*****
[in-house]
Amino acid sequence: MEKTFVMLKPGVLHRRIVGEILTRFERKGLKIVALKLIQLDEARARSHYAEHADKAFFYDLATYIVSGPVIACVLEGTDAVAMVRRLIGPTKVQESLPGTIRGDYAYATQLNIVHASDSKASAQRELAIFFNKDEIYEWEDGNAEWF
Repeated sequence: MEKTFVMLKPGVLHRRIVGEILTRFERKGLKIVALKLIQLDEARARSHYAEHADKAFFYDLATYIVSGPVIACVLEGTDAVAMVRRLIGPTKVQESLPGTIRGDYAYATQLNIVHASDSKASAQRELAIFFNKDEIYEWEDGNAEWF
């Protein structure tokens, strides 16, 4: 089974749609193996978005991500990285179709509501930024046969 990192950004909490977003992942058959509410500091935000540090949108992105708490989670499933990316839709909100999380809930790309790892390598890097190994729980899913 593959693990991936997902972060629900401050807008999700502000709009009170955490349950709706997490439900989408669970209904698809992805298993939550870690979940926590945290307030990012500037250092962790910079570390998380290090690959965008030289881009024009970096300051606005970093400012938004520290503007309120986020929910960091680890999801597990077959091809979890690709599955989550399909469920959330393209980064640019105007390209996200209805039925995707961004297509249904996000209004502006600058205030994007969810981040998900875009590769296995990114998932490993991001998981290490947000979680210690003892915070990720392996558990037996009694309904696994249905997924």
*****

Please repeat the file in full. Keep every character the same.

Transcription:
[in-house]
Amino acid sequence: MEKTFVMLKPGVLHRRIVGEILTRFERKGLKIVALKLIQLDEARARSHYAEHADKAFFYDLATYIVSGPVIACVLEGTDAVAMVRRLIGPTKVQESLPGTIRGDYAYATQLNIVHASDSKASAQRELAIFFNKDEIYEWEDGNAEWF
Repeated sequence: MEKTFVMLKPGVLHRRIVGEILTRFERKGLKIVALKLIQLDEARARSHYAEHADKAFFYDLATYIVSGPVIACVLEGTDAVAMVRRLIGPTKVQESLPGTIRGDYAYATQLNIVHASDSKASAQRELAIFFNKDEIYEWEDGNAEWF
């Protein structure tokens, strides 16, 4: 089974749609193996978005991500990285179709509501930024046969 990192950004909490977003992942058959509410500091935000540090949108992105708490989670499933990316839709909100999380809930790309790892390598890097190994729980899913 593959693990991936997902972060629900401050807008999700502000709009009170955490349950709706997490439900989408669970209904698809992805298993939550870690979940926590945290307030990012500037250092962790910079570390998380290090690959965008030289881009024009970096300051606005970093400012938004520290503007309120986020929910960091680890999801597990077959091809979890690709599955989550399909469920959330393209980064640019105007390209996200209805039925995707961004297509249904996000209004502006600058205030994007969810981040998900875009590769296995990114998932490993991001998981290490947000979680210690003892915070990720392996558990037996009694309904696994249905997924």